I started looking for definitions of the word "latticino" because the word is used quite a lot and I've never been sure exactly what it means. I tried the online sources that I trust the most, first Barovier and Toso's online dictionary of glass terms, and then the Loschs' visual dictionary of glass techniques. No mention of latticino in either, I started looking through my Murano books, mostly by the big names, and no mention there, some 15 books in fact. Next, I checked Edward Schmid, Advanced Glassworking Technique, which is the best book I've seen for explaining techniques in a way that's helpful to glassblowers and collectors. For example, he has a great section on how the various types of filigrana are made.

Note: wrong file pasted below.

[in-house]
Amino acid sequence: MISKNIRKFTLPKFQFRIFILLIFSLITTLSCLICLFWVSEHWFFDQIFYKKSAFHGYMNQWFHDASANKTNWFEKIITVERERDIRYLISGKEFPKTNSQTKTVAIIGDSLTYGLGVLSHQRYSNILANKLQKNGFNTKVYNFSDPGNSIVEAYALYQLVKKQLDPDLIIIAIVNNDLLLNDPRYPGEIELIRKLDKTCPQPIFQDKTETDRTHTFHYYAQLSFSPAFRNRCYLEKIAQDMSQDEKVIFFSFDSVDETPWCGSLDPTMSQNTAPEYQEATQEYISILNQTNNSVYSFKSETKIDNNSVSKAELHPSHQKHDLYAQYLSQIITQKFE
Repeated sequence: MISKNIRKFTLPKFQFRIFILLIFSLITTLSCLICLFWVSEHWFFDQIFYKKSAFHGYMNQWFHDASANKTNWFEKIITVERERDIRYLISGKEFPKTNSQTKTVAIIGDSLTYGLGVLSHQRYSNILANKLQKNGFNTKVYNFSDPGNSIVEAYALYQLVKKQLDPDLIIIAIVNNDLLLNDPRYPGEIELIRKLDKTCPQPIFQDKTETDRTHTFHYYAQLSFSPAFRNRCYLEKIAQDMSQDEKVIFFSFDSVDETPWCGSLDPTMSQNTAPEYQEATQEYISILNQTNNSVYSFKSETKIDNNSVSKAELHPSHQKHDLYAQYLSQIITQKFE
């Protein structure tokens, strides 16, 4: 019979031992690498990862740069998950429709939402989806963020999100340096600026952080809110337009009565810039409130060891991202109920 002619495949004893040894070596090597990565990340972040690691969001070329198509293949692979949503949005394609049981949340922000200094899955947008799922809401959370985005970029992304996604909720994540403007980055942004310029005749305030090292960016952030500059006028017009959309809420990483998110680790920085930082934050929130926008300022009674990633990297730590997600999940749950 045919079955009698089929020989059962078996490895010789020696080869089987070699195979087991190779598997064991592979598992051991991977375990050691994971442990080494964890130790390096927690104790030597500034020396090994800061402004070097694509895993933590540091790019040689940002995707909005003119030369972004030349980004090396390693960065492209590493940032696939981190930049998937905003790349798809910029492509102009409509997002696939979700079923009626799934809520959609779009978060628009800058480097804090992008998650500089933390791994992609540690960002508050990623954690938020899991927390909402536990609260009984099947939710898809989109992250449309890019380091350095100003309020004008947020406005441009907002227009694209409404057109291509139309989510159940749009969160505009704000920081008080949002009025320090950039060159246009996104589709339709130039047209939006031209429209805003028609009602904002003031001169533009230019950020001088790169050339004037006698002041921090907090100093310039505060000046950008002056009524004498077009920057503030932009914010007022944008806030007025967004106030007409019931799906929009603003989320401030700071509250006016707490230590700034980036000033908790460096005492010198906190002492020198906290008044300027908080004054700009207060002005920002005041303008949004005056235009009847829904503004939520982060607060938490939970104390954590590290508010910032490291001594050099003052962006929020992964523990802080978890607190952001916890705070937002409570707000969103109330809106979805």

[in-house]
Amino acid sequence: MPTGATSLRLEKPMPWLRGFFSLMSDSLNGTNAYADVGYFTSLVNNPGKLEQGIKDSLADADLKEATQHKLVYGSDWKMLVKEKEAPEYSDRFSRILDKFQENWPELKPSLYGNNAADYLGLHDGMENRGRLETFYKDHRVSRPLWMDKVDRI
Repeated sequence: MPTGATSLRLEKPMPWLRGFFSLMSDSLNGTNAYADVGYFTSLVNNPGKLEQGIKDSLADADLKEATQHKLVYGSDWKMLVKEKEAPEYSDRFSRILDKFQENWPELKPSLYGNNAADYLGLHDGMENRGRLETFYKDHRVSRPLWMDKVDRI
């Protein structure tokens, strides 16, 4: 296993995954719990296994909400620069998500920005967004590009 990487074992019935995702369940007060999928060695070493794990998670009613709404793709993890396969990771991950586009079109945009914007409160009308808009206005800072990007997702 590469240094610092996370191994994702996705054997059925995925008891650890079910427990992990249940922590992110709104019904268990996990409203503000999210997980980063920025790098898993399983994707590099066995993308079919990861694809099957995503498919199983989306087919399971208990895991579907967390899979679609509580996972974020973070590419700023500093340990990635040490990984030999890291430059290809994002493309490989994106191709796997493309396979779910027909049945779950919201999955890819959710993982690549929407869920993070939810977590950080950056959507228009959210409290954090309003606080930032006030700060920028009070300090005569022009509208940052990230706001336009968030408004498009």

I'll quote, "'Latticino' from Italian latte = milk. 'A style of cane using only white glass color often twisted creating a lattice effect," or so we thought... It's fiction ! For a long time Americans referred to all cane worked pieces incorrectly as 'latticino'. Filigrana is really what we're talking about. The only thing close to latticino is Lattimo - a style of white glass."
Schmid's observations matched my findings exactly. I did find latticino mentioned in one book, Murano Magic, by an American, Carl Gable. It's a useful book, but he's the least authoritative of the authors I looked at in terms of Murano techniques. The term they all use is filigrana, sometimes extending it to filigrana a ritortoli, the term first used in the 16th Century or zanfirico, the terms adopted in the 19th Century. The colours that are used have no effect on the terms used.
My conclusion? We should stop using the term latticino.